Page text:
Neil Octavia
Neil Octavia was born in 1975 in Madrid Spain. He currently works at the local library in Austin Texas.

Olatayo Osunsan

Catherine M. Rich
Katie happily lives in Chicago, and is disturbed by the statistic that, in America, there are more plastic flamingos than real ones.

Cheryl Snell
Cheryl Snell’s work has appeared in many journals, including Antietam Review, Petroglyph, Comstock Review, Washington Review and River Oak Review. Her novel Shiva’s Arms won an honorable mention from the Dana Literary Awards and was a finalist for the Omaha Prize. Her chapbook of poetry, Flower Half Blown, published in 2002 by Finishing Line Press, was nominated for the Ohioana Book Award in Poetry.

Robin Tettenhorst
Robing Tettenhorst is a poet from the Columbus, Ohio area. Her poetry has recently appeared in Mocha Memoirs ( and will appear in 2003 in "Erased, Sigh, Sigh," "Dream Fantasy International," and "Kaleidoscope Review."

Anca Vlasopolos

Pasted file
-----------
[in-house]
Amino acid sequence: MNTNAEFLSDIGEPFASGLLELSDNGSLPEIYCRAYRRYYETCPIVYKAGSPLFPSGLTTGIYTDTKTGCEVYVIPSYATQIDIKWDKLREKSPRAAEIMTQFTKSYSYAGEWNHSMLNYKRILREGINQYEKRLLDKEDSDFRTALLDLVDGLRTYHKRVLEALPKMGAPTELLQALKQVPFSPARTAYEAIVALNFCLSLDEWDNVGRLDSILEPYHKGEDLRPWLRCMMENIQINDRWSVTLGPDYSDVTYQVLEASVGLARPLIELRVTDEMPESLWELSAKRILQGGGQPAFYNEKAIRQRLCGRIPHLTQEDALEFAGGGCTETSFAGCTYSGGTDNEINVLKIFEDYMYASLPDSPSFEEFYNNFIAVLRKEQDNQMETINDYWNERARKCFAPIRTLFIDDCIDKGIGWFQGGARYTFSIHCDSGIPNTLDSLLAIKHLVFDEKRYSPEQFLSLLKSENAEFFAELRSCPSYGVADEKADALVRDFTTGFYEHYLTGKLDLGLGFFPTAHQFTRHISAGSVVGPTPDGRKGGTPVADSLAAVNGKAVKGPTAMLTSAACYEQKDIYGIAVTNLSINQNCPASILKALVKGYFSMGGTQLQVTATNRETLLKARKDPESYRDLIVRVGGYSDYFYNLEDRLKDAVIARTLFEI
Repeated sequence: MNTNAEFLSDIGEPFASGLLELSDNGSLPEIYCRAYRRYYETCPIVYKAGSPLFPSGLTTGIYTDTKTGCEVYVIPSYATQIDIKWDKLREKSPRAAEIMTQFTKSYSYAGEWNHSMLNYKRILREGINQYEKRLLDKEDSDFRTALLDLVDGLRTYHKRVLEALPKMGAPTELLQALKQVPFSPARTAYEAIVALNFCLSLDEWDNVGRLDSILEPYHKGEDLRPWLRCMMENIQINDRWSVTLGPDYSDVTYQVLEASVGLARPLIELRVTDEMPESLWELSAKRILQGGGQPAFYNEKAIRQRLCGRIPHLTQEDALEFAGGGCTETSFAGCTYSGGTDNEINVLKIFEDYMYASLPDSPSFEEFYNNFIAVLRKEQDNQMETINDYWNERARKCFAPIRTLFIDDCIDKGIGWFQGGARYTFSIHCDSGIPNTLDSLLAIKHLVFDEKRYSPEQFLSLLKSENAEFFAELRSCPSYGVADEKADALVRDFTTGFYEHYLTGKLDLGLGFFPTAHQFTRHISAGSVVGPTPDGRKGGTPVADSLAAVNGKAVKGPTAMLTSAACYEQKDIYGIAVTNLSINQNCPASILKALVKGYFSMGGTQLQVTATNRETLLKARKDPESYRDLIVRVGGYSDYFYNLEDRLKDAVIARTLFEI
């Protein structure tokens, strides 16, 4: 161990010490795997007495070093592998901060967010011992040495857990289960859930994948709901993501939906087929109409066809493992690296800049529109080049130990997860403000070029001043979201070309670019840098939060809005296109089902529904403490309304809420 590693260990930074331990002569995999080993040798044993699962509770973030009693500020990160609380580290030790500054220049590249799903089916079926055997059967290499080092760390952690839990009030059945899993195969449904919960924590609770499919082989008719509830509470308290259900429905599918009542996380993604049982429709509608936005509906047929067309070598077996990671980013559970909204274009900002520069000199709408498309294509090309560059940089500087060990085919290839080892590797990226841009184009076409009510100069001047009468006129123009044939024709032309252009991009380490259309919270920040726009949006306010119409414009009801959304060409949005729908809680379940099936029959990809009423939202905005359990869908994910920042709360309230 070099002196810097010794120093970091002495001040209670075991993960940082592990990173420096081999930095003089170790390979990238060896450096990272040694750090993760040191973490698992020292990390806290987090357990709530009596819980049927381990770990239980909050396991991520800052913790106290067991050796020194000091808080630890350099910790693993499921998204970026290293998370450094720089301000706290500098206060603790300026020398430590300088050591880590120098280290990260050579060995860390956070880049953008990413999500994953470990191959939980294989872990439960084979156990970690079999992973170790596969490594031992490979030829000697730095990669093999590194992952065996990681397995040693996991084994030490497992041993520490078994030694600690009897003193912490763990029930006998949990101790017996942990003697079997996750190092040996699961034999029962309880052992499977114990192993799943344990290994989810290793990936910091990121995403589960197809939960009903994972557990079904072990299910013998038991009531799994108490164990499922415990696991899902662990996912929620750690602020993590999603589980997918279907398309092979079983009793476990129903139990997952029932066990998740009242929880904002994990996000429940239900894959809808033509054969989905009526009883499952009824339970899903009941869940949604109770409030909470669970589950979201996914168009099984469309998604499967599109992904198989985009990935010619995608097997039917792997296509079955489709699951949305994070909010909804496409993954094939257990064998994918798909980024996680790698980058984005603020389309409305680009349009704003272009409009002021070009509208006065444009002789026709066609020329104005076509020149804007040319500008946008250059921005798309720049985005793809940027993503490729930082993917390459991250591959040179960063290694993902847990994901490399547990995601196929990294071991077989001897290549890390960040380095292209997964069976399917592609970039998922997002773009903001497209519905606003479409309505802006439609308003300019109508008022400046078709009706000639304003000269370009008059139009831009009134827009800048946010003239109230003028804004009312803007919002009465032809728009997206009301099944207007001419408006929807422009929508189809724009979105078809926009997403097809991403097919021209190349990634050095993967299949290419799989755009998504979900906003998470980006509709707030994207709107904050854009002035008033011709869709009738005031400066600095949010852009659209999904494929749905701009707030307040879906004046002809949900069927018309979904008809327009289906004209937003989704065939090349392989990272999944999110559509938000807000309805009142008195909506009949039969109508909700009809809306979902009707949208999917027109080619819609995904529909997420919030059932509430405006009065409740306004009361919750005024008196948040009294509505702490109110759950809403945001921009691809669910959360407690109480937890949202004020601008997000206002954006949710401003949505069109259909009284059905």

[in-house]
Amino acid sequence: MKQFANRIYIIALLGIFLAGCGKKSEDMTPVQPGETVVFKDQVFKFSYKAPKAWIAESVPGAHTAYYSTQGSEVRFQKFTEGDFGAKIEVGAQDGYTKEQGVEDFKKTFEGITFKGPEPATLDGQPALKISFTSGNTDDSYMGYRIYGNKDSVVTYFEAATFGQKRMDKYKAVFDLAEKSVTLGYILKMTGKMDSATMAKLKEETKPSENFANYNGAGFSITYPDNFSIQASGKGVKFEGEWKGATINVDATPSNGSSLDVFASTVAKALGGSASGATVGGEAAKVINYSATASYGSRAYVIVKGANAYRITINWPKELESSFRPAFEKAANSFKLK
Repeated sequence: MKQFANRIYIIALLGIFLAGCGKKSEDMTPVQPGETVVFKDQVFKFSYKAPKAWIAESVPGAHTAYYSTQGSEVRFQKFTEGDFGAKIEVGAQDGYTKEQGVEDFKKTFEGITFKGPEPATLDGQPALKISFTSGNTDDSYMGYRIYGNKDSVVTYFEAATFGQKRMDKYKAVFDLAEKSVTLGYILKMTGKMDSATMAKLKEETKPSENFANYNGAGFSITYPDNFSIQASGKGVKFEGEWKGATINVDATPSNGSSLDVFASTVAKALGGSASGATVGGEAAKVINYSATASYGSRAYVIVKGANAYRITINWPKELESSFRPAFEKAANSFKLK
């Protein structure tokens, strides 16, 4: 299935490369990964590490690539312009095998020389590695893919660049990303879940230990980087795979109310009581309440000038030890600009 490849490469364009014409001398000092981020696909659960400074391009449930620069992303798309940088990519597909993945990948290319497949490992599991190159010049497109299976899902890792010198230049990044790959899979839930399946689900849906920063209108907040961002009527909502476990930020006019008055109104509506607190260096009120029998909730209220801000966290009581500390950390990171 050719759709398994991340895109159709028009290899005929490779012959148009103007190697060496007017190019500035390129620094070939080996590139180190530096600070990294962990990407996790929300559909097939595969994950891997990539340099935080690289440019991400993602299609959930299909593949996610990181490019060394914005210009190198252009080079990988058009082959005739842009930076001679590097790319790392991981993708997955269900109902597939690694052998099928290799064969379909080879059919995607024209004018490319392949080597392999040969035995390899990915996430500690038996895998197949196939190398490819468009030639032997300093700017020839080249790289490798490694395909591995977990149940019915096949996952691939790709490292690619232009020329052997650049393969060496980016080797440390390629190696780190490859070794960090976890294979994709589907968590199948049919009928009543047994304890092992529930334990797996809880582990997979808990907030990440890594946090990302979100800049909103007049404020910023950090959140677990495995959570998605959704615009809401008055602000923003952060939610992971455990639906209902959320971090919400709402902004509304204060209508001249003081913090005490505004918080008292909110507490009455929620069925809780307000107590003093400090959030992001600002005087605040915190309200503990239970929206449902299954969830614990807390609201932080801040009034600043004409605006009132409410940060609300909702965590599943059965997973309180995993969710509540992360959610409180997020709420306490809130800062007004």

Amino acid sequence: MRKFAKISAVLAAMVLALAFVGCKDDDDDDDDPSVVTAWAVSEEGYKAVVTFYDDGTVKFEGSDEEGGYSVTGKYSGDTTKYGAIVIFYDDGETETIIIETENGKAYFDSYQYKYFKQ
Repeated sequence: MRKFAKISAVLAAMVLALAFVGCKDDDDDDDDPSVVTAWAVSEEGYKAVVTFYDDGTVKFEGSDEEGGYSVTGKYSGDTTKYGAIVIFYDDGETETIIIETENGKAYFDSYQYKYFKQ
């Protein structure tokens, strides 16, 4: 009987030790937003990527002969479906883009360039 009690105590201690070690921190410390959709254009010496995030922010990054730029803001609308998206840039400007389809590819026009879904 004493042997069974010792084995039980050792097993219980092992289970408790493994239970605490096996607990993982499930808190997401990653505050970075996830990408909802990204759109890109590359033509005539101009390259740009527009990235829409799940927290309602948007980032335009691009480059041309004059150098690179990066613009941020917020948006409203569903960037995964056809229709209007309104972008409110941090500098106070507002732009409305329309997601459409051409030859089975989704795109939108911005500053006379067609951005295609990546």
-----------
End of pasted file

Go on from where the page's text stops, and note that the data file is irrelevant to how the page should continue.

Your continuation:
Anca Vlasopolos wrote No Return Address: A Memoir of Displacement (Columbia University Press, 2000), for which she was awarded the YMCA Writer’s Voice Grant for Creative Non-Fiction in 2001, the Wayne State University Board of Governors Award and the Arts Achievement Award in 2002; she was published in Peninsula: Essays and Memoirs by Michigan Writers (Michigan State University Press, 2000); has a poetry collection entitled Through the Straits, at Large; a chapbook of poetry entitled The Evidence of Spring; and a detective novel entitled Missing Members; as well as short stories and over two hundred poems in literary magazines such as Porcupine, Poetry International, Barrow Street, The Larcom Review, Short Story, Natural Bridge, Center, Evansville Review, Santa Barbara Review, Cumberland Poetry Review, River Styx, Spoon River Poetry Quarterly, Weber Review, Lynx Eye, etc., and in The Christian Science Monitor.